Ts'aa' ceremonial basket, made by Burna Little (MMA 83.43.1)
This Ts’aa’ (ceremonial basket) was made by Burna Little of Navajo Mountain around 1983. The coiled basket is made of natural and dyed sumac wrapped around a three-rod sumac core. Its edge consists of a distinctive herringbone braid rim that begins and ends at the path extending outward from the basket’s center.
Although often referred to as Navajo wedding baskets, these baskets participate in ceremonies that occur throughout a person’s life. Baskets may be passed on through families over many generations. This basket features a traditional design, with a central sun-like formation surrounded by a circle of three red rows with 15 black triangles extending from the top and bottom of the red area, and a pathway leading out from the center. Diné people describe this design variously: as a map of life, the story of creation, and a depiction of the Navajo landscape and sacred mountains. An important feature of the design is the pathway leading out from the center, which is oriented toward the east when the basket is in ceremonial use.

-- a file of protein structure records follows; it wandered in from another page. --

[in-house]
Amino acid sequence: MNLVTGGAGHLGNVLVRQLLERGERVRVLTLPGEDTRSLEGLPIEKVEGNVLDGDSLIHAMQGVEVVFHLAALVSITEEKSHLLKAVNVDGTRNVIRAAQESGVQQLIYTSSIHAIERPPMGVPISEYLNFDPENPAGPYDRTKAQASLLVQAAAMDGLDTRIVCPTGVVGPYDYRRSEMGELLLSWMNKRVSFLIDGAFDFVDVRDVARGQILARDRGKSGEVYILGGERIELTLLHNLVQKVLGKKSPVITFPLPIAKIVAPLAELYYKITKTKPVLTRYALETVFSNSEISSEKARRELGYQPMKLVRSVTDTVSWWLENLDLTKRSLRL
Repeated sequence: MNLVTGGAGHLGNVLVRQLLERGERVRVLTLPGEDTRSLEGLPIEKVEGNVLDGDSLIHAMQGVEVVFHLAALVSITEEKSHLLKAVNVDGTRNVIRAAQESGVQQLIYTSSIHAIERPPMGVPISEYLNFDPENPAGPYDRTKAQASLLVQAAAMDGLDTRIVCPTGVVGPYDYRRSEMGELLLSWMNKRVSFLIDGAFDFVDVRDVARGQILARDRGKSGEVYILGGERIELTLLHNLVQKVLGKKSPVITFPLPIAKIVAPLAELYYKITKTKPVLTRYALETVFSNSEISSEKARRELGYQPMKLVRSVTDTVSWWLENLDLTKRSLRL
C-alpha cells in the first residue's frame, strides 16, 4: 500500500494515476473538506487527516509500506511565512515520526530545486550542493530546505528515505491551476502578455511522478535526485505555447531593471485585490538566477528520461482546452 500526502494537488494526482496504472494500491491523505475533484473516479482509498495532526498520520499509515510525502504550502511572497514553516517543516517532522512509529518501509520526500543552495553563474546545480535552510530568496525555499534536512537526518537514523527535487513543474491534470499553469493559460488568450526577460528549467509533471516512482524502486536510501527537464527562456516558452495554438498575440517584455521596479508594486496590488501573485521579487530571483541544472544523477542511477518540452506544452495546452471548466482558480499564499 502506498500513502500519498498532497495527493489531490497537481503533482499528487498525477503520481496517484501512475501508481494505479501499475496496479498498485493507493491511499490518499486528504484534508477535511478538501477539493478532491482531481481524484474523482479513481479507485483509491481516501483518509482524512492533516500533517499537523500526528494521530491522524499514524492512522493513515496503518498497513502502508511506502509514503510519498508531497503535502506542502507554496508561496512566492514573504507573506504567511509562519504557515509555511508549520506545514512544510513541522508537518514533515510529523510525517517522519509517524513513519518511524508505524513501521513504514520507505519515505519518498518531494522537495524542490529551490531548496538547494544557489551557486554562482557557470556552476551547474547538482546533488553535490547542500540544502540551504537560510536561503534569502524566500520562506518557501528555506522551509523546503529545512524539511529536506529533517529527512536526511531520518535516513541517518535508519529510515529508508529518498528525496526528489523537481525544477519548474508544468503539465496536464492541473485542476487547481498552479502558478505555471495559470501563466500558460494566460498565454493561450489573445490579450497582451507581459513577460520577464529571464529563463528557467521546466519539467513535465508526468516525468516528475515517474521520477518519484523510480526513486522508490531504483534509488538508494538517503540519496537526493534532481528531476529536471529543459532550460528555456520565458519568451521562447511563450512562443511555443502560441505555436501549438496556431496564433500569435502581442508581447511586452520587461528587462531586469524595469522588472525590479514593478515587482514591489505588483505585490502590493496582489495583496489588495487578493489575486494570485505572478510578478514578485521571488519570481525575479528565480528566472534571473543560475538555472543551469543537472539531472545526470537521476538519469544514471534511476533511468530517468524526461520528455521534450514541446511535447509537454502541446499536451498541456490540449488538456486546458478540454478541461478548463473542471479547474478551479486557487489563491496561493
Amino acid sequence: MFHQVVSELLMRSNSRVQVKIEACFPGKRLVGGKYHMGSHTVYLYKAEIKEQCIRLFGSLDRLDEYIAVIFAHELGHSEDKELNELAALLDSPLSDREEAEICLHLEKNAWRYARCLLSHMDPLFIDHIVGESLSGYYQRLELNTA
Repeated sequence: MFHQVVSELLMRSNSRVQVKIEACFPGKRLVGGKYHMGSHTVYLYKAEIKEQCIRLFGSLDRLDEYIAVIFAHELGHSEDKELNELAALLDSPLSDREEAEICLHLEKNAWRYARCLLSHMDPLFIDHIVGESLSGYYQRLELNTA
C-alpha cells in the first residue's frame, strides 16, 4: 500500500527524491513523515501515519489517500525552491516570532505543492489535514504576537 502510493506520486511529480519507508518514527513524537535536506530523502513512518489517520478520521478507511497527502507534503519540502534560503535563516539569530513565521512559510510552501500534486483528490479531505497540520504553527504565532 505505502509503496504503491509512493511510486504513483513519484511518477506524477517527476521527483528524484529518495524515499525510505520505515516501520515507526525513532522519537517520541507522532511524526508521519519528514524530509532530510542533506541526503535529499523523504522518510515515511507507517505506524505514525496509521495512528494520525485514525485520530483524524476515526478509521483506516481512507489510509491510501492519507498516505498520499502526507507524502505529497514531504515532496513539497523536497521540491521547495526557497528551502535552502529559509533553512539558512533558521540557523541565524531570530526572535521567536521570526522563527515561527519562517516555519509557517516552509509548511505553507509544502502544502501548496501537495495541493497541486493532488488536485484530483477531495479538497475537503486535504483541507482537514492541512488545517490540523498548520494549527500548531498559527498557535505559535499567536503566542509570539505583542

Burna Little worked with UNM ethnoarchaeologist Susan Kent, on research studying the spatial organization of historic Navajo communities. Kent purchased two baskets from her in 1983; both are now in the Maxwell’s collections.
For more information:
To learn more, listen to Navajo historian Wally Brown discuss the importance of Navajo baskets at https://www.youtube.com/watch?v=_8-cBhjNCyo
or check out, Navajo Ceremonial Baskets: Sacred Symbols, Sacred Space, by Georgiana Kennedy Simpson, 2003, (Summerton, TN: Native Voices Book Publishing Company).